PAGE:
Still, there’s truth to the old adage that you eventually grow to resent your benefactors. It’s undeniably depressing that we’re relying on European tourists to prop up our economy. What makes it worse: Our consumerist benefactors don’t even like us. International opinion of the United States and its inhabitants has tanked over the last eight years, practically eviscerating fond memories of Americans as midcentury saviors of the free world.
Yet somehow through the end of the 20th century, we could hide from any feelings of inadequacy by hiding behind the protective shield of our economy. If, by contrast, other nationals found us ham-fisted and naive, it never really mattered because our country was rich and theirs was usually dependent on ours in some way. When in Europe, we admired their lifestyle and intimidating sophistication, but we never would have swapped our bullish work ethic or earnestness for their double-digit unemployment or sclerotic bureaucracies.
But these days, we’re being humbled on a world stage. Perhaps—in addition to our more overt financial and military embarrassments—we fear that our European counterparts believe the dollar’s decline is symbolic, that the world really is in a post-America stage and doesn’t care about us anymore except as a bargain bin. We’re finally being unmasked as the hunky-dory, cultureless brats they’ve always assumed us to be: that we have nothing left to give.
I have sort of been procrastinating on blogging. Is there such a thing? Procrastinating. On blogging? No, nevermind. Blogging is an instrument of procrastination.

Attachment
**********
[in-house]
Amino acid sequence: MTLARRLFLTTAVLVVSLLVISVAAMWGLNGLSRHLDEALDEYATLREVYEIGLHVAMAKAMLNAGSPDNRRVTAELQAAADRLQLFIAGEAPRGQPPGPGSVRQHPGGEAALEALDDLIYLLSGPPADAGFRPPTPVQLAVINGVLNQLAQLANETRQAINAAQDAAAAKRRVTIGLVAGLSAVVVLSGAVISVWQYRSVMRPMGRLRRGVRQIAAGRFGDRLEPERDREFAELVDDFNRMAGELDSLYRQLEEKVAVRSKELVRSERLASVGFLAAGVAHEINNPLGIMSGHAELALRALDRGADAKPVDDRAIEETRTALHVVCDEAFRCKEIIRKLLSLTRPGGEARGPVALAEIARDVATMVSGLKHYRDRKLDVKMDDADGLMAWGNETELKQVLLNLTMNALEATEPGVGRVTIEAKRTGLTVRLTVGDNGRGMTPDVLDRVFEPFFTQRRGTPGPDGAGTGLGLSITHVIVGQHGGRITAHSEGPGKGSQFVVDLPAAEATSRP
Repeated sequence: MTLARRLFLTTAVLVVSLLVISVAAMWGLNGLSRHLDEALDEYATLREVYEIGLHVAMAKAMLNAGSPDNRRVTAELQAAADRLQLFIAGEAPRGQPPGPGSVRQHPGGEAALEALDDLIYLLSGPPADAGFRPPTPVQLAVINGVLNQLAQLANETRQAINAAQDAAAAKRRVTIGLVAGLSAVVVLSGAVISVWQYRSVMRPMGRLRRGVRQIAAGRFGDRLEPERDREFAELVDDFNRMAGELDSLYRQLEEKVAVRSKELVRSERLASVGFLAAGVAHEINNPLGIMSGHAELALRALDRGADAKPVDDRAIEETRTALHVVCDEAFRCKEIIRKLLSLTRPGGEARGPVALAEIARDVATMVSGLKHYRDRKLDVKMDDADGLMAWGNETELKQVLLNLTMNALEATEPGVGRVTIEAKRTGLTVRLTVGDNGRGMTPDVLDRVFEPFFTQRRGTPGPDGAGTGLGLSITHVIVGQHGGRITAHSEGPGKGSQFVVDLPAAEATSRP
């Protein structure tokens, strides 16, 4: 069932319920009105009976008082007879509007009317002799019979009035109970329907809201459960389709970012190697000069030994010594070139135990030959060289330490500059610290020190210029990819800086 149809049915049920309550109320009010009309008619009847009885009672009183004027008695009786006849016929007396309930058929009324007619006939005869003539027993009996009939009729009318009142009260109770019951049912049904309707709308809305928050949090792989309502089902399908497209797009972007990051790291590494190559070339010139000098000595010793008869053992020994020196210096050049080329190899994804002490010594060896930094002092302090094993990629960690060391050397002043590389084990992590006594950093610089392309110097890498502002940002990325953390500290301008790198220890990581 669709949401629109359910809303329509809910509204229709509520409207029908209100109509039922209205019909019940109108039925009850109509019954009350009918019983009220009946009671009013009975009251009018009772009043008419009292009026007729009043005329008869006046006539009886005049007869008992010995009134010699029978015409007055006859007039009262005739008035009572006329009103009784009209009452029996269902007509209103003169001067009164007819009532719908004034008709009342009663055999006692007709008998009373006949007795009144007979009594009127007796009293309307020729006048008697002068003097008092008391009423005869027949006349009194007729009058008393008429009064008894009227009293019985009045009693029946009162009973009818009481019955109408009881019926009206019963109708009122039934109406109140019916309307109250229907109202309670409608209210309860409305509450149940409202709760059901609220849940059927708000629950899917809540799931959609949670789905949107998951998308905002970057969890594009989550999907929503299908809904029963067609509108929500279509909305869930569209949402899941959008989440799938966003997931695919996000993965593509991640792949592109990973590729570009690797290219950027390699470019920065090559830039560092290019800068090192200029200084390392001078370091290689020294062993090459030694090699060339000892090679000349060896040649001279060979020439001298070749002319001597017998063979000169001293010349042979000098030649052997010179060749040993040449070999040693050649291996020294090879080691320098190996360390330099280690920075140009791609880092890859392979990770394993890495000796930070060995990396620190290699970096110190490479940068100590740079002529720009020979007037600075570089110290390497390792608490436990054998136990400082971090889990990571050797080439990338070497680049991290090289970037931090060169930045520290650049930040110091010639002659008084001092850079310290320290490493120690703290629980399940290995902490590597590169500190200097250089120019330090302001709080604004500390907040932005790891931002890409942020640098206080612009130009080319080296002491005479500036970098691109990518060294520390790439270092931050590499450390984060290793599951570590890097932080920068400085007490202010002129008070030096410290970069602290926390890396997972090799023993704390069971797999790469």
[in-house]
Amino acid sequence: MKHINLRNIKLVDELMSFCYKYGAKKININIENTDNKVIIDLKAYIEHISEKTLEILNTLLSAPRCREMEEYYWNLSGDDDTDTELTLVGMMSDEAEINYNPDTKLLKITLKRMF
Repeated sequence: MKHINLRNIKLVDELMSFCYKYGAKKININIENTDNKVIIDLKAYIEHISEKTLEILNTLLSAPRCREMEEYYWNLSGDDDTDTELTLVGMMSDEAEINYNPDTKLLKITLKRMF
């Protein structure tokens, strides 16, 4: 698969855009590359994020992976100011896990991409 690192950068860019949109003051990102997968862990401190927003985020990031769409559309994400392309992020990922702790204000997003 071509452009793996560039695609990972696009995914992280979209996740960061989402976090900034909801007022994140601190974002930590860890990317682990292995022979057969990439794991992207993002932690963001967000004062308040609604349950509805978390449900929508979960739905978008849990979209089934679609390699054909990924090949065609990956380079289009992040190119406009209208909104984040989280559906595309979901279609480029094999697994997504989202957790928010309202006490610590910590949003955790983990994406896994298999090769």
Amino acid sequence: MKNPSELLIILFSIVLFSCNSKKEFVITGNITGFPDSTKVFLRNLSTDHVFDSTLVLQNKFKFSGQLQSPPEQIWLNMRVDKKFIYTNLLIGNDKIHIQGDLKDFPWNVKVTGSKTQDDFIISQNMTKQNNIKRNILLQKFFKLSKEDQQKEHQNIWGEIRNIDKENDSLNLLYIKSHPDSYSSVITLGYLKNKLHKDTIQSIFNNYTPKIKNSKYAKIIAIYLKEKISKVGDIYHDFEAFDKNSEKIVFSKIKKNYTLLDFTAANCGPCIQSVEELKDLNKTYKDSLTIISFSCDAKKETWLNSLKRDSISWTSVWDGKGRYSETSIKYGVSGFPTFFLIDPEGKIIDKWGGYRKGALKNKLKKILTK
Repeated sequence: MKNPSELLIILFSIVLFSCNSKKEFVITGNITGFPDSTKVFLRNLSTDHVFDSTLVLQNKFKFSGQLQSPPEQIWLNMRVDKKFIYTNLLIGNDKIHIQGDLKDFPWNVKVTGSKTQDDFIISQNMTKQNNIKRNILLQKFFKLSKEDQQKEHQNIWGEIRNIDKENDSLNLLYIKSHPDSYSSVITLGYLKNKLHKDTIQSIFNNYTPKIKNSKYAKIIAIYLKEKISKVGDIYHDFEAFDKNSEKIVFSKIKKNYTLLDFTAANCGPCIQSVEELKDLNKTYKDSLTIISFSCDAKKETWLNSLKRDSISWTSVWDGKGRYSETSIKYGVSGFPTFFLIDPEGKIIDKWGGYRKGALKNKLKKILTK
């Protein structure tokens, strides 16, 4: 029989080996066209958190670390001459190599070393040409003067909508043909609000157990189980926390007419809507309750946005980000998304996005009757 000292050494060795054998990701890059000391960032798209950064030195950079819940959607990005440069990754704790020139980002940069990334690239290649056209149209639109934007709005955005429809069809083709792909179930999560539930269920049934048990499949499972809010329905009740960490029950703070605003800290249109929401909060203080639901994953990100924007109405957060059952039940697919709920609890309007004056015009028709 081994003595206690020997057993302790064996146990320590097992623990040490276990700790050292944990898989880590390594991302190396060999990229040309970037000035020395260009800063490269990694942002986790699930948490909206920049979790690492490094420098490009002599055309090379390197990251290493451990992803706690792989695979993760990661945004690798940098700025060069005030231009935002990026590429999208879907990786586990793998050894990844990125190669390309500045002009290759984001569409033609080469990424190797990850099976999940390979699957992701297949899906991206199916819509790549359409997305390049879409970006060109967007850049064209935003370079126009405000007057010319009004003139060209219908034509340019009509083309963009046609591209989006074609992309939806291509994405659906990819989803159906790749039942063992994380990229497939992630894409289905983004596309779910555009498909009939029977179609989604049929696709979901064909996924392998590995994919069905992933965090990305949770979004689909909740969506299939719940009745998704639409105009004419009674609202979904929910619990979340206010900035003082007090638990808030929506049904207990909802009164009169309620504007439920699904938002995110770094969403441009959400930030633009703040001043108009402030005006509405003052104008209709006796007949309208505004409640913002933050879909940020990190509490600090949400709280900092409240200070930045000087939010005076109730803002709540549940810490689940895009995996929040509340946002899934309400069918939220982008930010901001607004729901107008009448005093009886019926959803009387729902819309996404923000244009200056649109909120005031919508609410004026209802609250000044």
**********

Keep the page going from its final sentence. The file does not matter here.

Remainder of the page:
Living in DC has so far been a non-traumatic transition from London, land of the no-schedule schedule. I’m currently working MWF and loving the freedom of my days off. Cramping my style are some unexpected bumps like lost mail and subsequent visits to the post office where I am then redirected to another post office, but I can’t really complain.
Despite my easy work schedule, I feel mysteriously busy. This past weekend I watched the Eurocup Final at the Austrian Embassy, which provided free beer and food, with two housemates. We also went to the Crafty Bastards crafts fair in Silver Spring, MD, home of hand-sewn penis and vagina pincushions and other less eyebrow-raising jewelry and clothing.
I joined the local climbing gym and have been going once or twice a week, but I do miss the socialness of The Castle. The crowd is much younger than I’m used to, which is weird for me. I feel old? And possibly worse, the bouldering routes are all hard. I suppose I’ll just get better by trying the easier ones over and over again until I get them? Atrophied muscles, be damned! At least tennis is less demoralizing.
Another thing keeping me busy is my summer radio show, Touch My Clickwheel. The first show recorded successfully and we posted it at the TMC blog with pretty good reception. Technical issues ruined the second attempt, which really had me irritated, but hopefully I’ll figure out a solution before tonight’s show. I’m perhaps too invested in preserving the memories of my college years.
I’ll end my epic post here, but look for more posts in the next few days. I’ll try to post some pictures of my amazing house soon. Until then… take care.